Similarly, in In re Hardy, 163 P.3d 853 (Cal. 2007), the evidence that defense counsel failed to present was more significant both in quantity and quality than the testimony that Tyre failed to elicit. There, the prosecution's key witness had made incriminating statements before and after the murder and there was evidence that his alibi was false. Id. at 886-87. Had defense counsel presented that testimony, it would not only have provided strong evidence of third-party culpability, but also would have undermined the critical testimony that implicated the defendant. The testimony was all the more likely to have affected the outcome of the trial because there were no eyewitnesses, no witnesses to place the defendant at the crime scene, no forensic evidence, and no murder weapon or evidence that the defendant typically carried anything like the murder weapon. Id.
Although the California Supreme Court concluded that Hardy was prejudiced as to the theory that he was the actual killer, it ultimately held that his ineffective assistance of counsel claim failed because he could have been found guilty of murder under a derivative theory. Hardy, 163 P.3d at 887. On appeal, we held that was an unreasonable application of clearly established federal law because the prosecution's entire theory, including its arguments under the derivative theories, rested on the defendant's being the actual killer. Hardy v. Chappell, 849 F.3d 803, 820-21 (9th Cir. 2016).
Here, the testimony that Tyre failed to present did not have similar probative value. The witnesses the jury would have heard from were either not new or not more credible. And the testimony would have inconsistently described an incident that only implicitly implicated ESD members. Tyre performed deficiently because that was better evidence that ESD was responsible than anything he presented and there was no justifiable reason for him not to present it—not because the testimony was compelling. Tyre, unlike the defense counsel in Thomas or Hardy, offered a credible—if not strong—defense that included several witnesses connecting ESD gang members to Petitioner and to the neighborhood. But the jury rejected that theory, and the additional testimony would not have significantly changed that defense. Moreover, the inclusion of the testimony would have left the prosecution's case intact—it would not have undermined any of the evidence that the prosecution presented. And that evidence was stronger than that presented in either Thomas or Hardy: here, the prosecution presented evidence of a motive; testimony placing Petitioner at the scene at the time of the murders; and evidence that, on the day of the murders, Petitioner had been in possession of a firearm that was consistent with the murder weapon. The additional testimony would not have changed the light in which the jury viewed that evidence.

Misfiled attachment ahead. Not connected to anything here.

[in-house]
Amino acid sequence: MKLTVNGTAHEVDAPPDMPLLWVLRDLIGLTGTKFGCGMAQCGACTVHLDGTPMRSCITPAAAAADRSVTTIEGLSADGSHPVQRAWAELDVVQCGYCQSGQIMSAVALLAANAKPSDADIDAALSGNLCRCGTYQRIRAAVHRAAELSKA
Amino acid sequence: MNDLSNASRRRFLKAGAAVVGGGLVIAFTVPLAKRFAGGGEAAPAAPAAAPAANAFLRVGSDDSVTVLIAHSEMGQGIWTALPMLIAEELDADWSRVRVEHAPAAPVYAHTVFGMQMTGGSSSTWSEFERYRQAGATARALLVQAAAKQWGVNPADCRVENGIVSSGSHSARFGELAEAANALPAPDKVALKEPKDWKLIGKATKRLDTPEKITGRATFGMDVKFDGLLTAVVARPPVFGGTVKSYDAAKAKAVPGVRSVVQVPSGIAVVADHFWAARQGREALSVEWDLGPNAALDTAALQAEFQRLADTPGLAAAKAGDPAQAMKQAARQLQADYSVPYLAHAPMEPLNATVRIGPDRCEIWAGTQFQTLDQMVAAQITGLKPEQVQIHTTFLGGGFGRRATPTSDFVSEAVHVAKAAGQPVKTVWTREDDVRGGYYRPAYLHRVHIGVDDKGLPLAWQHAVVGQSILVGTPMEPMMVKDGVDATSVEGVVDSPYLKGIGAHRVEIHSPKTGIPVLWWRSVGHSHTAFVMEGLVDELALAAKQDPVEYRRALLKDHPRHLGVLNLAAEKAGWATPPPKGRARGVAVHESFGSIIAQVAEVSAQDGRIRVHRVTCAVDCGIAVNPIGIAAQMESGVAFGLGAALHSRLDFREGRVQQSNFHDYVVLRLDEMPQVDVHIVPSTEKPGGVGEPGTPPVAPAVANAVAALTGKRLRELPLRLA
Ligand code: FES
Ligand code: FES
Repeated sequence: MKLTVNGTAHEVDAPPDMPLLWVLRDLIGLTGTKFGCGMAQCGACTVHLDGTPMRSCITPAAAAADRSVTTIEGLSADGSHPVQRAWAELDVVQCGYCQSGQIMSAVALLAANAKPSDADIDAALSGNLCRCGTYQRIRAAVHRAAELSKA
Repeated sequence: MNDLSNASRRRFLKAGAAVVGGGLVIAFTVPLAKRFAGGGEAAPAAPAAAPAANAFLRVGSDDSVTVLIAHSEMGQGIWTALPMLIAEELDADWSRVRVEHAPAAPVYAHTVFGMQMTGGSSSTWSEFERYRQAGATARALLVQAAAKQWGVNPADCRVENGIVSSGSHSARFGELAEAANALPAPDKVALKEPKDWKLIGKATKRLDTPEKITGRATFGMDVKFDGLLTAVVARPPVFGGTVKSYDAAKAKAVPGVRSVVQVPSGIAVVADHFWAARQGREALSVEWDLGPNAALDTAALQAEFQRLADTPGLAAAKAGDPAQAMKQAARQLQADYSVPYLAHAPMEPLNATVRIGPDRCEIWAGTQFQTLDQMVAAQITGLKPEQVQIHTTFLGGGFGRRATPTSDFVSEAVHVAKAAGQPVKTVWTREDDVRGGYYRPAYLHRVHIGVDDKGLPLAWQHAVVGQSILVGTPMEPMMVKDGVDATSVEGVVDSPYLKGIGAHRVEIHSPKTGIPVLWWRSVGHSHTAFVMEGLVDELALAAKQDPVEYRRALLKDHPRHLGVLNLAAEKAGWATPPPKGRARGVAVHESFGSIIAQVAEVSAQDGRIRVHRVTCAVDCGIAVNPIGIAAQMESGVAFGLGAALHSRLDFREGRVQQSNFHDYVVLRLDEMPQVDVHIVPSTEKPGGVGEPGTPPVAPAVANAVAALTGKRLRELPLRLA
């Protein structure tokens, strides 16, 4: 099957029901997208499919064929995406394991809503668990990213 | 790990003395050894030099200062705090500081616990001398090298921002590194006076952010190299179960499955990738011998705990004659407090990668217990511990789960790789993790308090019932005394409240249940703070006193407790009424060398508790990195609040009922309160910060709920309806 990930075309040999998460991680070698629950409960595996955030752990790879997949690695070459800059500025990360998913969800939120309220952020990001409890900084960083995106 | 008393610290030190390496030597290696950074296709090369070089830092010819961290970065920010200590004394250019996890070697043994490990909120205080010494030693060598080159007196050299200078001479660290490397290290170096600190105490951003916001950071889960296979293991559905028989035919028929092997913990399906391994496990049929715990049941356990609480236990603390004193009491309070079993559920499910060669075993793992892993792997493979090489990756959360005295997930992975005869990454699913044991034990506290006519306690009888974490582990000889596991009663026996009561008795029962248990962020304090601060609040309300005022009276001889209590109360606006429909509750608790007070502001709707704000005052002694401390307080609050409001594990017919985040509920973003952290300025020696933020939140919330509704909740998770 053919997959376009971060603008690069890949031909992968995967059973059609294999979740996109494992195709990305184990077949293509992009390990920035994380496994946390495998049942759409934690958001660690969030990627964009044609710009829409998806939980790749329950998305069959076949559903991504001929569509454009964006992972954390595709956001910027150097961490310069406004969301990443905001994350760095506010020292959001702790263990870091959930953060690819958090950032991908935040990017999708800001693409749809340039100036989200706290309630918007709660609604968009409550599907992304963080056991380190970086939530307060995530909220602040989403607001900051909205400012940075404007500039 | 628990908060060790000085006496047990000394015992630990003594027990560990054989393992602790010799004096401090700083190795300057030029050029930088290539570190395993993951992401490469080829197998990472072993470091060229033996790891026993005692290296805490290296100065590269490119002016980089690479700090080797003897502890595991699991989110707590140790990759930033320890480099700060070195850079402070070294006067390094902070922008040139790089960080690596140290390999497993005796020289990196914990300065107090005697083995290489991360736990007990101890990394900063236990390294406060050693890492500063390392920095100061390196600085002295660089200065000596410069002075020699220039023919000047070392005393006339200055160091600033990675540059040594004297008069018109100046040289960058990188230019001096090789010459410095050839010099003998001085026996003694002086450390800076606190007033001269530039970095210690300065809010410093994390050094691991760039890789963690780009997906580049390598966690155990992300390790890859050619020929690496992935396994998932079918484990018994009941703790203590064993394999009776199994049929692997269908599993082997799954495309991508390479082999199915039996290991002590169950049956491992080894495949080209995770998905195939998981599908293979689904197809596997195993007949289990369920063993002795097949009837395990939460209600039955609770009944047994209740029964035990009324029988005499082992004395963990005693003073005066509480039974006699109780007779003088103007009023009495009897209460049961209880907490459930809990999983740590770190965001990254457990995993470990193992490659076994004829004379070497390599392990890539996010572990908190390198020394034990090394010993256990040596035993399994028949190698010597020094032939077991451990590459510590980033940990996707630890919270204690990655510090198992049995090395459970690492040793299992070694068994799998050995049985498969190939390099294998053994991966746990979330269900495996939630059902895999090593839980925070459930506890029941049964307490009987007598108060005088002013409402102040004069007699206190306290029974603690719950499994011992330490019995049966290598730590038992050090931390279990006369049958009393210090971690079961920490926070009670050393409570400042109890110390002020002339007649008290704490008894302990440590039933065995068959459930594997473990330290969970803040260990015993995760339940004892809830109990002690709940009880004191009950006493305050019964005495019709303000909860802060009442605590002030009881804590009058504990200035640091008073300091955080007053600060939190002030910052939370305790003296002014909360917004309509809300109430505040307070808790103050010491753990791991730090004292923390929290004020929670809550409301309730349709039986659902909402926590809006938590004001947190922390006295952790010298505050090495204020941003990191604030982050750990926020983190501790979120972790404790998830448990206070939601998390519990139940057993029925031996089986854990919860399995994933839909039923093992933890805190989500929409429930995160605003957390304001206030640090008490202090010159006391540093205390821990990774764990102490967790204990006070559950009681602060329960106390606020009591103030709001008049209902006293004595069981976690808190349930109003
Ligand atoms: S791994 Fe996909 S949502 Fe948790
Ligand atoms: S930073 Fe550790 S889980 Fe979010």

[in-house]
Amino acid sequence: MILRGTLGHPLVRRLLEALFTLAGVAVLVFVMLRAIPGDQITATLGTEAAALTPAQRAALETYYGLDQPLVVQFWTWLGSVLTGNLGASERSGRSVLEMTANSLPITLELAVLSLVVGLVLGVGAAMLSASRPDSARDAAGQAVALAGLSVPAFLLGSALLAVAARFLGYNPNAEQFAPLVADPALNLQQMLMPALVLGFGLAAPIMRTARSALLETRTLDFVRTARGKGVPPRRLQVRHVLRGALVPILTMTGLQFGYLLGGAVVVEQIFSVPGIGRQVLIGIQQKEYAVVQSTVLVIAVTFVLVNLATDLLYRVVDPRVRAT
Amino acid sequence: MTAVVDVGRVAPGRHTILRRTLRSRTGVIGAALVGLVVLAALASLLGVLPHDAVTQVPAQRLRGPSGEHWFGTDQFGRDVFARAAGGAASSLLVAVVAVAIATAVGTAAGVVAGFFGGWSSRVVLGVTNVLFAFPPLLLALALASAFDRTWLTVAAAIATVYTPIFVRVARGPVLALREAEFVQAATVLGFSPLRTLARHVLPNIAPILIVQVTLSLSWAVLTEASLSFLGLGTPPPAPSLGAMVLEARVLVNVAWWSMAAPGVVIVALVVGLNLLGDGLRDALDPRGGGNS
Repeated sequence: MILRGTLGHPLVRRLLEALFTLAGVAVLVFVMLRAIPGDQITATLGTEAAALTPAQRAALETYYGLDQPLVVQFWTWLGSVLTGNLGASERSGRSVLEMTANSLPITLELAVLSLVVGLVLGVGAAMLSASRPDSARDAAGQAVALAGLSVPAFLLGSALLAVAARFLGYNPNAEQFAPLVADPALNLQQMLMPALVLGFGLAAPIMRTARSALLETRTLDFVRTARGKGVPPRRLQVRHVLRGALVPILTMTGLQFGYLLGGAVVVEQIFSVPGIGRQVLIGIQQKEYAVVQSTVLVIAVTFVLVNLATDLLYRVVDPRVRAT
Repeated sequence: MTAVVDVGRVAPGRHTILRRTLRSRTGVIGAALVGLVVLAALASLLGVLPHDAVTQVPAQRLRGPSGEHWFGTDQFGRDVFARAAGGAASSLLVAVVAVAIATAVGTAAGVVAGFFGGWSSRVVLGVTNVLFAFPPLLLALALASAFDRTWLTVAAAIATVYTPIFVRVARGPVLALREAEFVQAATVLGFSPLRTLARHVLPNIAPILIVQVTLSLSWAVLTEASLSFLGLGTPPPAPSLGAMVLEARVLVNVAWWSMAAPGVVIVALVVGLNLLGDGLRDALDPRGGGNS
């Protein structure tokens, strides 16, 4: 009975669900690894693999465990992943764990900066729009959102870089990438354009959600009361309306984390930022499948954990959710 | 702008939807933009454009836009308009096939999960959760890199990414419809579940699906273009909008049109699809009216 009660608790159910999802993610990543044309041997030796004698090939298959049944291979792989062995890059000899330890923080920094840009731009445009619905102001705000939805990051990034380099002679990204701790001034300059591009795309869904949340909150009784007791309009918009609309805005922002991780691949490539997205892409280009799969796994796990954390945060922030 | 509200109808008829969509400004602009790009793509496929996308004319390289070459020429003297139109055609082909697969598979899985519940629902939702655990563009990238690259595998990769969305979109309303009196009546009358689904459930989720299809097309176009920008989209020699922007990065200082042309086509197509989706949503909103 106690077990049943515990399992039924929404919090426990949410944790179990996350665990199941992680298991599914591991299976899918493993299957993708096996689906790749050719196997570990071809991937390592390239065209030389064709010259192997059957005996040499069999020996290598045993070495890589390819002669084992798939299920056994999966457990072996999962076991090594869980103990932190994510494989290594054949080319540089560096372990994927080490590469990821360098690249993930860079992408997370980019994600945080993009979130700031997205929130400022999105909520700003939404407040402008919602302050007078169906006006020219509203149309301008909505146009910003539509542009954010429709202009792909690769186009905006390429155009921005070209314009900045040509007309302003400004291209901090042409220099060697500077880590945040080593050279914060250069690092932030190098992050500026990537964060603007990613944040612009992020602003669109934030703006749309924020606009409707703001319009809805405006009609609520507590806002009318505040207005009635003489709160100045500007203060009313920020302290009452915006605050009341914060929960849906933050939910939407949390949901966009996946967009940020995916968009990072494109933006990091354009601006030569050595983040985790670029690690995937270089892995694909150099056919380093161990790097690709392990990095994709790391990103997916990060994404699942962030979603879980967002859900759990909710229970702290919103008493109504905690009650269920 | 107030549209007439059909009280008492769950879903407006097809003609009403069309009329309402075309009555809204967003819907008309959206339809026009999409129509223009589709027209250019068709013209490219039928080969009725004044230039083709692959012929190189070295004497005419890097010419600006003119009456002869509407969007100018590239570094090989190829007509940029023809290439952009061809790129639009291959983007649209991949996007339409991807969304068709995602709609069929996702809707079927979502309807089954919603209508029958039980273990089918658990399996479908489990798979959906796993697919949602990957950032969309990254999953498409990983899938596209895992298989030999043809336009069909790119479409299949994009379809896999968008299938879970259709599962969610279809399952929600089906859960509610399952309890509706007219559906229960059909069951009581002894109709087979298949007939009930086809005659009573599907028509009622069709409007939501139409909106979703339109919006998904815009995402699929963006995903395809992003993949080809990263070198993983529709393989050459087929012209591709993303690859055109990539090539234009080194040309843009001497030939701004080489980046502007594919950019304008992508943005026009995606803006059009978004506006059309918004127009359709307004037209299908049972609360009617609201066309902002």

The dissent discusses additional evidence that Tyre did not present to the jury—regarding Petitioner's and Arthur Staten's drug dealing activity, gang associations, and the resulting tension with ESD—and argues that the evidence would have made the omitted testimony more persuasive. But Petitioner did not challenge Tyre's failure to present that evidence on appeal, so that issue is forfeited. See Orr v. Plumb, 884 F.3d 923, 932 (9th Cir. 2018). Even if we were to consider it, we would disagree with the dissent's suggestion that Tyre may have made a different decision about introducing that evidence had he considered the ESD members' boasting. There were good reasons for Tyre to keep the evidence out intentionally. With or without the testimony that ESD members claimed credit, testimony about Petitioner's and Arthur Staten's drug dealing and gang associations could have damaged Petitioner's credibility, could have hurt the penalty phase defense, and—perhaps most significantly—could have provided the prosecution with another argument that Petitioner had a financial motive to kill his father. In our prejudice analysis, we cannot consider the cumulative effect of non-errors. Williams v. Filson, 908 F.3d 546, 570 (9th Cir. 2018).
If we reviewed only for prejudice under Strickland, Tyre's failure to introduce the witness testimony might be enough to "undermine [our] confidence in the outcome." Strickland, 466 U.S. at 694. But when § 2254(d) applies, that is not the question. Richter, 562 U.S. at 105. Instead, the question is whether the state court reasonably could have concluded that the evidence of prejudice fell short of Strickland's deferential standard. Id. at 111-12. Here, there were reasonable grounds for the California Supreme Court to conclude that the omitted testimony would not have altered the outcome.
B. PCLA Contract Claims (Claims 1, 2, 3, and 11)